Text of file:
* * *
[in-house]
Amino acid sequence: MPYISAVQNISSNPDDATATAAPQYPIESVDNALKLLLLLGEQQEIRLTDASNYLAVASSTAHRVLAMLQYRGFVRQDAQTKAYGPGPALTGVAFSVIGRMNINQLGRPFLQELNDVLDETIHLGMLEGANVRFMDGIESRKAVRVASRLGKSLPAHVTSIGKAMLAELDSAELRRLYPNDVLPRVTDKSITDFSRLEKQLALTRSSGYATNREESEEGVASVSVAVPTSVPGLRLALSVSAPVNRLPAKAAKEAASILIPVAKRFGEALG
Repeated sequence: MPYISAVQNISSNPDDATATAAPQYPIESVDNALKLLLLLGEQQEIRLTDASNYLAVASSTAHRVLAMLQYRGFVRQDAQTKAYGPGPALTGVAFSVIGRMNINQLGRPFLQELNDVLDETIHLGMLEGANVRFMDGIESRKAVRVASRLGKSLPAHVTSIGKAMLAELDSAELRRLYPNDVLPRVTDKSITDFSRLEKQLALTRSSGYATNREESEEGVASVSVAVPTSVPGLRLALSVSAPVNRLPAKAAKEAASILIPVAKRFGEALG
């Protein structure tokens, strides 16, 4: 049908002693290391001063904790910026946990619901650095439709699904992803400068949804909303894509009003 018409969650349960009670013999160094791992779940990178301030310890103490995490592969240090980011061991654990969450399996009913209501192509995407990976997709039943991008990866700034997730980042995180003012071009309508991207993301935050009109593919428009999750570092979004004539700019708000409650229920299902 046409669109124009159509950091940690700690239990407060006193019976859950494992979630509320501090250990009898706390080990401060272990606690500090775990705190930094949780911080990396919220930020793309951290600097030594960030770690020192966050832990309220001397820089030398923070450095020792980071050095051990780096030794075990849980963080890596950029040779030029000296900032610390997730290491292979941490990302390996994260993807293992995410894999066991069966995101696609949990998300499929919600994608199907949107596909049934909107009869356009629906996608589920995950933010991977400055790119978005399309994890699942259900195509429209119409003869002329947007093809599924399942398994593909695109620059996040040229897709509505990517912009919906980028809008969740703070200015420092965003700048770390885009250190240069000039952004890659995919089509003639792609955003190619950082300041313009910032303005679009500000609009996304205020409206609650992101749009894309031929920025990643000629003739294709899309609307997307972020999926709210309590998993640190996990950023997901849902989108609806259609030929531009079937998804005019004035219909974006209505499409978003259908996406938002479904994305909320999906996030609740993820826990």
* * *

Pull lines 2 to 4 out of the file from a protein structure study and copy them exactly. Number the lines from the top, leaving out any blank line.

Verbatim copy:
Amino acid sequence: MPYISAVQNISSNPDDATATAAPQYPIESVDNALKLLLLLGEQQEIRLTDASNYLAVASSTAHRVLAMLQYRGFVRQDAQTKAYGPGPALTGVAFSVIGRMNINQLGRPFLQELNDVLDETIHLGMLEGANVRFMDGIESRKAVRVASRLGKSLPAHVTSIGKAMLAELDSAELRRLYPNDVLPRVTDKSITDFSRLEKQLALTRSSGYATNREESEEGVASVSVAVPTSVPGLRLALSVSAPVNRLPAKAAKEAASILIPVAKRFGEALG
Repeated sequence: MPYISAVQNISSNPDDATATAAPQYPIESVDNALKLLLLLGEQQEIRLTDASNYLAVASSTAHRVLAMLQYRGFVRQDAQTKAYGPGPALTGVAFSVIGRMNINQLGRPFLQELNDVLDETIHLGMLEGANVRFMDGIESRKAVRVASRLGKSLPAHVTSIGKAMLAELDSAELRRLYPNDVLPRVTDKSITDFSRLEKQLALTRSSGYATNREESEEGVASVSVAVPTSVPGLRLALSVSAPVNRLPAKAAKEAASILIPVAKRFGEALG
């Protein structure tokens, strides 16, 4: 049908002693290391001063904790910026946990619901650095439709699904992803400068949804909303894509009003 018409969650349960009670013999160094791992779940990178301030310890103490995490592969240090980011061991654990969450399996009913209501192509995407990976997709039943991008990866700034997730980042995180003012071009309508991207993301935050009109593919428009999750570092979004004539700019708000409650229920299902 046409669109124009159509950091940690700690239990407060006193019976859950494992979630509320501090250990009898706390080990401060272990606690500090775990705190930094949780911080990396919220930020793309951290600097030594960030770690020192966050832990309220001397820089030398923070450095020792980071050095051990780096030794075990849980963080890596950029040779030029000296900032610390997730290491292979941490990302390996994260993807293992995410894999066991069966995101696609949990998300499929919600994608199907949107596909049934909107009869356009629906996608589920995950933010991977400055790119978005399309994890699942259900195509429209119409003869002329947007093809599924399942398994593909695109620059996040040229897709509505990517912009919906980028809008969740703070200015420092965003700048770390885009250190240069000039952004890659995919089509003639792609955003190619950082300041313009910032303005679009500000609009996304205020409206609650992101749009894309031929920025990643000629003739294709899309609307997307972020999926709210309590998993640190996990950023997901849902989108609806259609030929531009079937998804005019004035219909974006209505499409978003259908996406938002479904994305909320999906996030609740993820826990």